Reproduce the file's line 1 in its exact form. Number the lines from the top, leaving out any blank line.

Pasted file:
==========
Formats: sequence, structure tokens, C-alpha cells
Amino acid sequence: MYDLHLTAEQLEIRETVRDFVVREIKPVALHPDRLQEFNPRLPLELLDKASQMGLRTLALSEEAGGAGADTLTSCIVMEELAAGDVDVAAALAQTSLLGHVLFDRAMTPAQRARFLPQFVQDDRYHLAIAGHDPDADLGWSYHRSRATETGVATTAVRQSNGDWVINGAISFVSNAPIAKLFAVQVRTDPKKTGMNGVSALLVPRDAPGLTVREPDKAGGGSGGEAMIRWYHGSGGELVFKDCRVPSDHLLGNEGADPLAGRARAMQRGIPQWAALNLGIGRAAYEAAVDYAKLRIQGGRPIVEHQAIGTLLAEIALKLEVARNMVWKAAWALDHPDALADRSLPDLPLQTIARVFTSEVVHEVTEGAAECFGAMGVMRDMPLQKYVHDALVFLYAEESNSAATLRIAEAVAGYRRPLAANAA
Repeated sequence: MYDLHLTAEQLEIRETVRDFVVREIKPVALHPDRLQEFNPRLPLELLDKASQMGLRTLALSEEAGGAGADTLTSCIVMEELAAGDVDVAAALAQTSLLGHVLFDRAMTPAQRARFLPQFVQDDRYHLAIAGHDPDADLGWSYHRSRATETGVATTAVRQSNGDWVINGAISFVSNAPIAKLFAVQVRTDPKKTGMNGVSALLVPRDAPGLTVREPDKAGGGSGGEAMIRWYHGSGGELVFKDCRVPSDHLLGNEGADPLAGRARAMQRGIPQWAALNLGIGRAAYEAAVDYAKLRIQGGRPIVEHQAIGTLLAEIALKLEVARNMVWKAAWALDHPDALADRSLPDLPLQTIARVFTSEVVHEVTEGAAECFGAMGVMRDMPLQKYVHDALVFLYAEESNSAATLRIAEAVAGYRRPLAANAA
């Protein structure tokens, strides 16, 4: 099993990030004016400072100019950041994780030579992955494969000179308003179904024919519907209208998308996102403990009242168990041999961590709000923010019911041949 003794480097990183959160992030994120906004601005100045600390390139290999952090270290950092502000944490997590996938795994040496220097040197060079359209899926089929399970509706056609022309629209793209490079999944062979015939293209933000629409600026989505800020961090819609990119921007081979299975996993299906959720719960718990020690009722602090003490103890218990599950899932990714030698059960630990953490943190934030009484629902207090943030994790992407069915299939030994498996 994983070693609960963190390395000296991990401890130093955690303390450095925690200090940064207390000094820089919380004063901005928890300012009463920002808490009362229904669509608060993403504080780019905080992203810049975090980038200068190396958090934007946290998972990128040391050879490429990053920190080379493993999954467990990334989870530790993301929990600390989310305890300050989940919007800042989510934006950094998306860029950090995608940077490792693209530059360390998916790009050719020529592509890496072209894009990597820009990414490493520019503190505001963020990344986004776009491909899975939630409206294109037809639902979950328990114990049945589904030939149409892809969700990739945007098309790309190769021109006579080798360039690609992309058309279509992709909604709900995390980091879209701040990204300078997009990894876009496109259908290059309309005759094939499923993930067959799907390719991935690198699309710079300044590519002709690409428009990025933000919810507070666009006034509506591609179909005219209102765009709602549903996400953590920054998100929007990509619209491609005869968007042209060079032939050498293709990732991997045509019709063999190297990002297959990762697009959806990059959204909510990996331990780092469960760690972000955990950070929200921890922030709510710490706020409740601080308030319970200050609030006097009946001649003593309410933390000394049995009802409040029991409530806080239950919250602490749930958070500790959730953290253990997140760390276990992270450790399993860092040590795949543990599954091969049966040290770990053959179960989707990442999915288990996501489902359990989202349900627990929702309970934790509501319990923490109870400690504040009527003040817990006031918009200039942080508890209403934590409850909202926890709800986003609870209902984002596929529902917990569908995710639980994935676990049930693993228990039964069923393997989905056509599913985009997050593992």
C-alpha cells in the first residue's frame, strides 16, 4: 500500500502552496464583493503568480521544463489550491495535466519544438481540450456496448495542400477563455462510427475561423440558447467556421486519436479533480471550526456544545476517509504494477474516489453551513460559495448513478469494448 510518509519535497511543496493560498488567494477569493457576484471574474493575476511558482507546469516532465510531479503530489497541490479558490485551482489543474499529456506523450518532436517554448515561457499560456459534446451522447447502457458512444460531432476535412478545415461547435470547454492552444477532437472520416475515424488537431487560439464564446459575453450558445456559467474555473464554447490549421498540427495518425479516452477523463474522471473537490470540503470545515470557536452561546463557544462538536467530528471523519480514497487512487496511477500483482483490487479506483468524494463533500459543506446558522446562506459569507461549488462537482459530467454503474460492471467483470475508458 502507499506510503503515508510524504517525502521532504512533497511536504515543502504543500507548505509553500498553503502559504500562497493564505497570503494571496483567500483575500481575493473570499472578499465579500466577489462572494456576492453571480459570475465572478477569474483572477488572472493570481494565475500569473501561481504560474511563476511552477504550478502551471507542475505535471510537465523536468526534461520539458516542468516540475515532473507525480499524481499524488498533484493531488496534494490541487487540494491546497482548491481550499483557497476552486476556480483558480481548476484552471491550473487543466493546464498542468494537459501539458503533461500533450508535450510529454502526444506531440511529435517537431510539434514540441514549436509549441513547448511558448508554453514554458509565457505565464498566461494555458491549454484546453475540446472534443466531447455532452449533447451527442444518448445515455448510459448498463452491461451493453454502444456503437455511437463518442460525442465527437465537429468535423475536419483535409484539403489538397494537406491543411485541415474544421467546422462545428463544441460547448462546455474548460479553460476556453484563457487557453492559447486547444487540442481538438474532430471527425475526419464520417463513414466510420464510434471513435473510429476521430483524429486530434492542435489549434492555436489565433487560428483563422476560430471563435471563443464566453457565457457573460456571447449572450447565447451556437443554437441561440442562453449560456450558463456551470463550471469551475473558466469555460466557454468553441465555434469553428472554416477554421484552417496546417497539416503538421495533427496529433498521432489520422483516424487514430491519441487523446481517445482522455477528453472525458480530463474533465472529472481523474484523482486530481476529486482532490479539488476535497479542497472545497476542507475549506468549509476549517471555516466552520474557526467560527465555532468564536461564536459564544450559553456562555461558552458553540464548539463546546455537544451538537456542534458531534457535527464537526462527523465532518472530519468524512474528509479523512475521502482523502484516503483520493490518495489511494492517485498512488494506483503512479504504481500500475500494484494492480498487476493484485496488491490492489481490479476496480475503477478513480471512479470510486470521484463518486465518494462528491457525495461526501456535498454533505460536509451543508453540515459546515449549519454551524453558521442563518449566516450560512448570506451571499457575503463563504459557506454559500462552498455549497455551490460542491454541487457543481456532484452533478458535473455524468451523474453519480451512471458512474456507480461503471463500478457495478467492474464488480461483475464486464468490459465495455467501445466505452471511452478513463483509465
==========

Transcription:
Formats: sequence, structure tokens, C-alpha cells